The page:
Tommy Keene has been making records for well over 25 years, but the vagaries of the music business have forced his career to run in bursts -- a couple albums for Geffen here, a few releases on Matador there -- which have had more to do with commercial considerations than the quality of his music or his desire to present it to his audience. Behind the Parade is Keene's third album since 2006, an impressive flow of material by his standards, and like its two immediate predecessors, it ranks with the best music of his career; this is tough, wiry, and passionate guitar-based rock & roll with a glorious pop melodic sense, built around the framework of Keene's excellent songwriting, his forceful and emotionally resonant vocals, and his heady electric guitar work, as exciting as anyone playing classic pop today. The fact that Keene's music is just as strong, engaging, and beautifully crafted today as it was in the late '80s says plenty in his favor, but it also reveals a great deal about his ideas and approach; at the risk of sounding pretentious, Keene's best music is timeless, and one of the reasons Behind the Parade is as powerful in 2011 as Songs from the Film was in 1986 is, because he's never stopped writing songs that deal with love, loss, and the universal building blocks of human emotions, and he plays them with sincerity and emotional force that have little do to with changing musical tides. When he first burst on the music scene, Tommy Keene's music sounded like great, poppy, rock & roll with a large side order of passion and smarts, and he hasn't lost any of those strengths over the years; Behind the Parade is another superior album from one of rock's true unsung heroes, and chances are it will sound just as vital and exciting two decades hence as it does today.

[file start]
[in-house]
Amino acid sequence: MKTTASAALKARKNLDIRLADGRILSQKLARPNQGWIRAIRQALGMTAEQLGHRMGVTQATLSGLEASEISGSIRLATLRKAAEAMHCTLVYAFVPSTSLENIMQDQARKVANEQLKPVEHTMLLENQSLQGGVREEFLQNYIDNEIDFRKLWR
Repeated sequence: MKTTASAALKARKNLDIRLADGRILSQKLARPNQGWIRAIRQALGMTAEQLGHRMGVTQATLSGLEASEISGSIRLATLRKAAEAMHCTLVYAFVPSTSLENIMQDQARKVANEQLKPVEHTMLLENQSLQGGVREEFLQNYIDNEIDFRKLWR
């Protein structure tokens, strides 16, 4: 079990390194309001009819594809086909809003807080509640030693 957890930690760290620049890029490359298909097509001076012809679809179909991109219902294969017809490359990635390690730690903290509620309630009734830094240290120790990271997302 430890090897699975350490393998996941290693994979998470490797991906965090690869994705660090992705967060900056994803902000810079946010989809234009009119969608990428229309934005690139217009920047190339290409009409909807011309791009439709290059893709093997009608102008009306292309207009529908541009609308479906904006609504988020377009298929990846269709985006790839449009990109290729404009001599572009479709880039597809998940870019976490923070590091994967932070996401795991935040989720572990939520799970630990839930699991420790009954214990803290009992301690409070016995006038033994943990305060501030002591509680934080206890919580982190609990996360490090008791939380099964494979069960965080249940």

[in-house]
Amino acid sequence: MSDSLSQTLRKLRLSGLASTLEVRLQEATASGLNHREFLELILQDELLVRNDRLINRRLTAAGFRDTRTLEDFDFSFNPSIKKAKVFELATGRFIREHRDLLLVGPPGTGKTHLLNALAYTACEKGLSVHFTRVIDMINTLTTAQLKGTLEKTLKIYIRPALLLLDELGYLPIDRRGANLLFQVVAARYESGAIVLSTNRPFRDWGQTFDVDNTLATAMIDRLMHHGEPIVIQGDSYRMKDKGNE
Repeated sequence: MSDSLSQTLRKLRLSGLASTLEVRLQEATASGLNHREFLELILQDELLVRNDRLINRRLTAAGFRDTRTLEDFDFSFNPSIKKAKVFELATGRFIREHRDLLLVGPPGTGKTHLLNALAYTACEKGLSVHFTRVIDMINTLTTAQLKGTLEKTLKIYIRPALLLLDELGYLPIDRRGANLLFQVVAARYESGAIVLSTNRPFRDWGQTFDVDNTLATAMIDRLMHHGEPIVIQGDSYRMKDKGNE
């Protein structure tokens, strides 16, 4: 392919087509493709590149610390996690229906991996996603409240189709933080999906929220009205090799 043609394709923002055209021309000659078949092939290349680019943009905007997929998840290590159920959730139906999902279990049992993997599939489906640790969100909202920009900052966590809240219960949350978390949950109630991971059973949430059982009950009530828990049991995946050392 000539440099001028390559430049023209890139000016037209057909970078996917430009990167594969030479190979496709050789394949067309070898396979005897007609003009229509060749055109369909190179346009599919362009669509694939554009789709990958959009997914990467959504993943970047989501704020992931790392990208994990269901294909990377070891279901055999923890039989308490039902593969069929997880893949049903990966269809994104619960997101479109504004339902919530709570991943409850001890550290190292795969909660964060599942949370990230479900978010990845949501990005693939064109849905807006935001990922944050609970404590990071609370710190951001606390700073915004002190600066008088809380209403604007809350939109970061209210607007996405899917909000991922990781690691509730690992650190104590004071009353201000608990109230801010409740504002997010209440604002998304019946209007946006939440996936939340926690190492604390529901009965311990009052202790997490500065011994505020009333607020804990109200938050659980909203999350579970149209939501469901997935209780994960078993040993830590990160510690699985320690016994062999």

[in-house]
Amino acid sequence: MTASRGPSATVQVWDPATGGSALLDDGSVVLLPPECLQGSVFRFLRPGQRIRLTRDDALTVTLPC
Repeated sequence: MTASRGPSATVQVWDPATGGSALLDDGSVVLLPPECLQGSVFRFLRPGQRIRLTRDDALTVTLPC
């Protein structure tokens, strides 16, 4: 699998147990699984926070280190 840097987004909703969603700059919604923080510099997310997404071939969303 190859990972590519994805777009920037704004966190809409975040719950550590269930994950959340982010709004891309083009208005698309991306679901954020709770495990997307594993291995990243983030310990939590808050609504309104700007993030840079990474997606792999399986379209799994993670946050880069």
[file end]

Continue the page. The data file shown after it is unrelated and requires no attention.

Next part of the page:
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AllMusic Review by Mark Deming